What does the rest of the world eat while we're munching on our cornflakes?
It's arguably the best meal of the day, so perhaps it's time to put down that cereal and try something a bit more adventurous. Here's what the rest of the world is eating.
Italy: cornetto and coffee
In Italy the day begins with a cornetto, an Italian cousin of the croissant, and a coffee. Cornetti are made from sweet dough containing much less butter than their French relations and are often filled with jam or chocolate or anything that takes the baker's fancy. Molto bene!
Poland: cold cuts, white cheese, open sandwiches
In Poland, breakfast involves an open sandwich – kanapki – with sausages, cold cuts, ham, white cheese, pickles, preserves and scrambled eggs.
Egypt: ful medames
This is practically the Egyptian national dish and consists of fava beans, chickpeas, lemon and garlic. Often served with hard-boiled eggs, fresh bread and pickled vegetables.
Cuba: tostada and cafe con leche
A traditional Cuban breakfast might be tostada – a piece of Cuban bread that is buttered and then toasted – dipped in strong Cuban coffee.
Sweden: porridge with soured milk and cloudberries
Apparently, the Swedes can't get enough of soured milk. Filmjölk is technically buttermilk – a sour fermented milk that's similar to yoghurt but thin enough to drink. The average Swede consumes more than 36kg of the stuff every year, as well you might if you could top your cereal with the wonderful sounding cloudberry.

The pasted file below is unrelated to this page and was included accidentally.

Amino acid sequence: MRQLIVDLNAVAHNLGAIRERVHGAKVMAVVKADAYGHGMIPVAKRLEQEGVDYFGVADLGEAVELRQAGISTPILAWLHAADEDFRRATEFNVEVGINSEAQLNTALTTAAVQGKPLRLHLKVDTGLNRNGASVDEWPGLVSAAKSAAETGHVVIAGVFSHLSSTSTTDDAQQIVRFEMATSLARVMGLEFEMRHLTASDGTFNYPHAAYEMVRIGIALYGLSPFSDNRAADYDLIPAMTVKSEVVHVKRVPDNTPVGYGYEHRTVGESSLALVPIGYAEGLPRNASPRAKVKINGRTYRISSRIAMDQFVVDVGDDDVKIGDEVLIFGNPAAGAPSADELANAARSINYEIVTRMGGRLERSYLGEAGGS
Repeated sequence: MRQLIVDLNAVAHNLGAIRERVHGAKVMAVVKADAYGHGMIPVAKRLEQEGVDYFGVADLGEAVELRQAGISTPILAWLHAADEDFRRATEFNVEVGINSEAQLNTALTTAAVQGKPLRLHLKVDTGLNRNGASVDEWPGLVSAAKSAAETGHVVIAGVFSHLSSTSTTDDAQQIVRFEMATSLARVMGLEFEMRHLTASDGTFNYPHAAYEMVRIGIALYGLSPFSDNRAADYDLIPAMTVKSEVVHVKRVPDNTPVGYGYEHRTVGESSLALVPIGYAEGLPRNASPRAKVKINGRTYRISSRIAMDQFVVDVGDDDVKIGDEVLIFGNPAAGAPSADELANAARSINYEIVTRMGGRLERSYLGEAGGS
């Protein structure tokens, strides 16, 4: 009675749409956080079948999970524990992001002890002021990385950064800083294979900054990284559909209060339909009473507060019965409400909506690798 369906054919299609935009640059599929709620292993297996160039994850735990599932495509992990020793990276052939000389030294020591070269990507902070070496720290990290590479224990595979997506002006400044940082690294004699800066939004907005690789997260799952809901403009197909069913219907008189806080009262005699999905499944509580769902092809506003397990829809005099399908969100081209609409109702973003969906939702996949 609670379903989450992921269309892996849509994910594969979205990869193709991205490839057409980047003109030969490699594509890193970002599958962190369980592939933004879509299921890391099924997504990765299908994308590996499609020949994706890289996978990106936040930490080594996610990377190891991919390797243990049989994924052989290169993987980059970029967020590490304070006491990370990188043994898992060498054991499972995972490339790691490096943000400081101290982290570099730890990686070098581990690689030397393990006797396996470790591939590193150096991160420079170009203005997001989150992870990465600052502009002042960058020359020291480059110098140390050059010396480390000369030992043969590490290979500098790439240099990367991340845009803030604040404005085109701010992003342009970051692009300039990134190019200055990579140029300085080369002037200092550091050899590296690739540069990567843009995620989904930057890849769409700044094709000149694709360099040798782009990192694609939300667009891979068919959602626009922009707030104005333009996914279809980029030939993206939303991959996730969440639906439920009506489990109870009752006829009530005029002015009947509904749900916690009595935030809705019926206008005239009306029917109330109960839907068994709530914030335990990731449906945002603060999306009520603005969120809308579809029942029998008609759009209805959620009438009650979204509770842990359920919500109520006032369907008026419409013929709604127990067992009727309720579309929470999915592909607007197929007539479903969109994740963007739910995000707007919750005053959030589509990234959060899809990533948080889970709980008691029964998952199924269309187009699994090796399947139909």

Sweden take 2: cod roe caviar from a tube
OK so that's two for Sweden, but we couldn't let caviar in a tube for breakfast go unmentioned. Crazy as it sounds, most Swedish fridges have a got a squirty tube of Kalles caviar just waiting for breakfast time.
Thailand: dinner again
Breakfast in Thailand is essentially dinner again. It seems anything goes at breakfast time, but one popular dish is jok, a thick rice dish with pork balls, chicken or shrimp.
This traditional flatbread, known as aloo paratha, is a staple breakfast in Pakistan, where it's accompanied by vegetables, meat, cheese, yoghurt or butter, or dipped in tea.
Israel: fresh vegetables, cheese, bread
The tradition of the hearty Israeli breakfast began in the kibbutz. Workers would head out to the fields before dawn, returning home for a big communal meal of fresh vegtables and warm bread straight from the oven. In the Jewish tradition meat and dairy can never be served together and pork is forbidden. Breakfast is a dairy meal and therefore a meat-free zone, but fish and eggs are a popular addition.